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The Serica Initiative
Jewish-Asian Solidarity in the Face of Rising Hate: A Panel Discussion and Screening
Join The Serica Initiative as we convene a virtual panel of civic, academic, and faith leaders in the Asian and Jewish communities to explore the historical parallels between Jewish and Asian Americans, and how we can better forge solidarity against hate. The program will also include excerpts from the new digital series produced in partnership with Exploring Hate: BETWEEN BLACK & WHITE: ASIAN AMERICANS SPEAK OUT.
Hate crimes in the U.S. are up 100% from 2020, with anti-Asian and antisemitic attacks fueling the spike. Join The Serica Initiative as we convene a virtual panel of civic, academic, and faith leaders in the Asian and Jewish communities to explore the historical parallels between Jewish and Asian Americans, and how we can better forge solidarity against hate. The program will also include excerpts from the new digital series produced in partnership with Exploring Hate: BETWEEN BLACK & WHITE: ASIAN AMERICANS SPEAK OUT.
Daniel Tam-Claiborne is a multiracial author, multimedia producer, and nonprofit leader. He serves as Co-Executive Director of The Serica Initiative, the 501(c)(3) nonprofit organization powered by The China Project. Fluent in Mandarin Chinese, Daniel has spent over five years living and working in Greater China and is an outspoken advocate for Asian American issues and increased global understanding through education, cultural exchange, storytelling, and effective philanthropy. He holds degrees from Oberlin College, Yale University, and the Program for Writers at Warren Wilson College, and is currently completing a novel set against the backdrop of contemporary U.S.-China relations.
Shira Loewenberg is Director of AJC’s Asia Pacific Institute (API). Prior to joining AJC, Loewenberg worked in New York and around the world for multilateral and international organizations including the United Nations Department of Peacekeeping Operations and the United Nations Development Programme, with expertise in regions of conflict and post-conflict environments. She has appeared on panels and spoken at institutions including the World Bank, Columbia University, and Deutsche Welle, and has taught as an adjunct professor at The New School’s Graduate Program in International Affairs. She has authored numerous papers and op-eds published in The Hill, The Times of Israel, and the Sunday Guardian, among other publications. She earned a B.A. from the University of Pennsylvania and an M.A. from Columbia University’s School of International and Public Affairs.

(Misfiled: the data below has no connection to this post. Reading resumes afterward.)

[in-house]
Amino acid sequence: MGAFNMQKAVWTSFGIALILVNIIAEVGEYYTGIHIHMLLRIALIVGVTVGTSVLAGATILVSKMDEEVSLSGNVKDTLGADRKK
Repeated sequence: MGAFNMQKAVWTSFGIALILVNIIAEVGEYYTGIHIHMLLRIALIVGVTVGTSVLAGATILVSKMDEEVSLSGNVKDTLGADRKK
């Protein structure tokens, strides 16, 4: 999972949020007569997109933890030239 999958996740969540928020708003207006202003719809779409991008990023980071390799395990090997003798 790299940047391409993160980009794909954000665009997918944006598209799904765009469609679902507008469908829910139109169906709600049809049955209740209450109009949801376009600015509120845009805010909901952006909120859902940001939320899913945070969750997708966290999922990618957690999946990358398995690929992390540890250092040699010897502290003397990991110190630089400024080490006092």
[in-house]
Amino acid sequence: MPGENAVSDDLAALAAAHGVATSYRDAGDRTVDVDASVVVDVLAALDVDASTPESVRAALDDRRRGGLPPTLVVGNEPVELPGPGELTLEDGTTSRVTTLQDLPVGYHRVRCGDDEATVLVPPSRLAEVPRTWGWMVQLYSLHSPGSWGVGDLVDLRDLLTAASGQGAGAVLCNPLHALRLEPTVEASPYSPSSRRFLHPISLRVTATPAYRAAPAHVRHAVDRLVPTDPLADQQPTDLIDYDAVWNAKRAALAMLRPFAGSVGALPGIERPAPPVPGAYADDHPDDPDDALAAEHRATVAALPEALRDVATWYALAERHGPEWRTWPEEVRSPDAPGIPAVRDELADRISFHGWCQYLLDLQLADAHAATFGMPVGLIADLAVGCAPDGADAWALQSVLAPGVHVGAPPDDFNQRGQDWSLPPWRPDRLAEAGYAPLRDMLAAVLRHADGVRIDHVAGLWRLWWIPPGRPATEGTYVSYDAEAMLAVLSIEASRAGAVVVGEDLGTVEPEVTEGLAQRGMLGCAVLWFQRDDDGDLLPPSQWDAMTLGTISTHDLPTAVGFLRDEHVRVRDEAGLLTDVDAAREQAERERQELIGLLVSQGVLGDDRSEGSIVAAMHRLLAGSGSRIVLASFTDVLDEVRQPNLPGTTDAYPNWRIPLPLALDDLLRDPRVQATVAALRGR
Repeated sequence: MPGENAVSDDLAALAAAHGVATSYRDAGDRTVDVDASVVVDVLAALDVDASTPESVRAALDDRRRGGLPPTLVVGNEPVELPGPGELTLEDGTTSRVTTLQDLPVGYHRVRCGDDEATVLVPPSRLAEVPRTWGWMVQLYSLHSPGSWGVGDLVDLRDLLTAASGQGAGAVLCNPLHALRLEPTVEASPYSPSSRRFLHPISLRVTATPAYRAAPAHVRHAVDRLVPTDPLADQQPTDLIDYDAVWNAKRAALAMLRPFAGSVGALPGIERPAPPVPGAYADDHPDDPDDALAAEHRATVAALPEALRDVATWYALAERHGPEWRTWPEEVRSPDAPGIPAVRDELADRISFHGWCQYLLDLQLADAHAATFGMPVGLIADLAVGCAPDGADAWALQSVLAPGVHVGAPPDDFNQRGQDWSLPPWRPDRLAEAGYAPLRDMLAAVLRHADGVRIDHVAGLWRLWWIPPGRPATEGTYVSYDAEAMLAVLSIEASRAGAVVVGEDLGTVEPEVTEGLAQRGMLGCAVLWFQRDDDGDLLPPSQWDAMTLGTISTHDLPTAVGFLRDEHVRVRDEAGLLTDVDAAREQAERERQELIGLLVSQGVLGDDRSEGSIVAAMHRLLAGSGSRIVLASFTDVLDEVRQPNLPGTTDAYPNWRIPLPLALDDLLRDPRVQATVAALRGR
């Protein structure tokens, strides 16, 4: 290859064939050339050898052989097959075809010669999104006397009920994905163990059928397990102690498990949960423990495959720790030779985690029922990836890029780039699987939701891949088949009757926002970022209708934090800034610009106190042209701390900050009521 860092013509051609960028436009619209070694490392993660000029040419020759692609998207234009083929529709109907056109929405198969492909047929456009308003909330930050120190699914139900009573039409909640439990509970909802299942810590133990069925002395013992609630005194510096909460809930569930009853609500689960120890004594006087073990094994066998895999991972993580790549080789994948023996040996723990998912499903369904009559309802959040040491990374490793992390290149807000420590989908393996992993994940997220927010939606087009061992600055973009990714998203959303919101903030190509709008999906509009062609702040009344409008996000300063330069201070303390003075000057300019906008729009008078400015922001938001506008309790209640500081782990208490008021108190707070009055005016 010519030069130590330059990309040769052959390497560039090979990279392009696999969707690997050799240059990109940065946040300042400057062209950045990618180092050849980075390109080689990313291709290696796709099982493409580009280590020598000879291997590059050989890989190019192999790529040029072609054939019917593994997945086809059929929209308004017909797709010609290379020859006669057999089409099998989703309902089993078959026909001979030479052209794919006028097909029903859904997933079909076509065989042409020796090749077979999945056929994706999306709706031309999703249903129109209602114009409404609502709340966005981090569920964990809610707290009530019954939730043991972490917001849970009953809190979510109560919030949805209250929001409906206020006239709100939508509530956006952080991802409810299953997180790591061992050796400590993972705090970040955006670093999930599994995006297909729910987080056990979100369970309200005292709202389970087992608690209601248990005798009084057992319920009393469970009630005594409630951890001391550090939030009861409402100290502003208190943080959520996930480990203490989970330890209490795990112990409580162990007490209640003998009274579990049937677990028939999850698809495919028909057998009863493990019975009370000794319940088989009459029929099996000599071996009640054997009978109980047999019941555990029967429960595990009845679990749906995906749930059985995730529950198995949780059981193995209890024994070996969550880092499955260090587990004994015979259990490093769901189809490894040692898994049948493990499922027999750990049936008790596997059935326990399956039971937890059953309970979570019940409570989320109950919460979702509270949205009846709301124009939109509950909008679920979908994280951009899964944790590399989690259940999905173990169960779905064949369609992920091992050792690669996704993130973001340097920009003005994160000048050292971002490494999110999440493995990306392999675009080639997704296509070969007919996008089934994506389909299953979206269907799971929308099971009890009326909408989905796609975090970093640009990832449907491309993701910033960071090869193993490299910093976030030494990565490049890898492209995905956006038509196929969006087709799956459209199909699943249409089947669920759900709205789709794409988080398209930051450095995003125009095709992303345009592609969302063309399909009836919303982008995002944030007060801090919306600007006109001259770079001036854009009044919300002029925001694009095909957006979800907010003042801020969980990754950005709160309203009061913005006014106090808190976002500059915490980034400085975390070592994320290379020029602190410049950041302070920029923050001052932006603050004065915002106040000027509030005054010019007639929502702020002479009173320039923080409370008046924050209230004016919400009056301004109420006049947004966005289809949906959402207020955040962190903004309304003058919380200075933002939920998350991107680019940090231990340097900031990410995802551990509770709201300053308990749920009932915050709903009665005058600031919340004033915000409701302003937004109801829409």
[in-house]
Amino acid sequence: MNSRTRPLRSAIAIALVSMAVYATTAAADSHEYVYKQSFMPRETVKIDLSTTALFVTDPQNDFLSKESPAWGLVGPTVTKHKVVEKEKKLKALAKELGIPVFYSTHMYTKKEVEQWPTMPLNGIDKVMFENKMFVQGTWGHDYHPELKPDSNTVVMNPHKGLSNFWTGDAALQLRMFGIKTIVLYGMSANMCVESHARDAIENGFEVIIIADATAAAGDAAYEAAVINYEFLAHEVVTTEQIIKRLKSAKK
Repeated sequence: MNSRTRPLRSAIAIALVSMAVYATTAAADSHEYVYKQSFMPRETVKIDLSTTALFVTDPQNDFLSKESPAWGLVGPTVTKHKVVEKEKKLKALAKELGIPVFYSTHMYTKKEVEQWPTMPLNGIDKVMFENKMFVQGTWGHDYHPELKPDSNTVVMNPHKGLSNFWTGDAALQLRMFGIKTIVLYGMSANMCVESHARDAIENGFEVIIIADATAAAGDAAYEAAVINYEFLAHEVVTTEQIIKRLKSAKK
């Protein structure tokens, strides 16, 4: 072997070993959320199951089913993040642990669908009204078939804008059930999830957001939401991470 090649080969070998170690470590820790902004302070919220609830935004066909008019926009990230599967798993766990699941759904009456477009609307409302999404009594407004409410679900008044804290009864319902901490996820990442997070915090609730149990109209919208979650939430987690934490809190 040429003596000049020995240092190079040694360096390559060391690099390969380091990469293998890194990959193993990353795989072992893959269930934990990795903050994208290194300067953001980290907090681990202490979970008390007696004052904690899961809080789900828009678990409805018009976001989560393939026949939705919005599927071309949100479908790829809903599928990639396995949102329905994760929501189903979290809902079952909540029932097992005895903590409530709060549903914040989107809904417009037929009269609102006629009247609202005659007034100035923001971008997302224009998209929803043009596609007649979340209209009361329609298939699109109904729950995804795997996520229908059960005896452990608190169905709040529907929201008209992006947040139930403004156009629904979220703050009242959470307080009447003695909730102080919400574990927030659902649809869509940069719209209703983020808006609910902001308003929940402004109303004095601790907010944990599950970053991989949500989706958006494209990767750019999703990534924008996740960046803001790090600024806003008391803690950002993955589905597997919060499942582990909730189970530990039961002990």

Rabbi Mira Rivera
Rabbi Mira Rivera is the first Filipina-American woman to be ordained at The Jewish Theological Seminary with a Masters in Jewish Studies, She is Rabbi-in-Residence for JCC Harlem and The LUNAR Collective. She is a Board Certified Chaplain with Neshama: Association of Jewish Chaplains. She was awarded the Rabbinical Excellence Award by Harlem District 9’s Councilwoman Kristin Richardson Jordan in 2022: “for a Rabbi who teaches Torah through leading and developing spiritual communities and living out Tikkun Olam - repair of the world - in New York City.” She is this year’s recipient of the Rabbinic Human Rights Hero Award from T’ruah “for ensuring that the gifts, voices, and experiences of Jews of Color are seen, heard, and known.” Born in Detroit, she came to New York City to dance and performed with the Martha Graham Dance Company and Ensemble under the mentorship of Yuriko Kikuchi. She graduated with a BFA in Film from New York University’s Tisch School of the Arts.
Cathy J. Schlund-Vials
Cathy J. Schlund-Vials is Professor of English and Asian American Studies at the University of Texas (Austin). Prior to her appointment at the University of Texas, she was a Board of Trustees Distinguished Professor of English and Asian/Asian American Studies at the University of Connecticut (Storrs). She served as President of the Association for Asian American Studies (2016-2017), the president-elect for the American Studies Association (2020-2021), and a series editor for the "Asian American History & Culture" initiative at Temple University Press.
Charity Espiritu is a Deputy Director at The Asian American Foundation, leading the anti-hate portfolio and bringing nearly 20 years of experience in philanthropy, social impact, and public service. Previously, she was the COO of a college access startup and held leadership roles at a global development agency where she worked on anti-trafficking, governance, and human rights in the Asia Pacific. Charity has a Master's degree in Public Policy and International Affairs from Princeton University and a Bachelor's degree in Economics from the University of California at Berkeley. She is the daughter of immigrant parents and granddaughter of a World War veteran.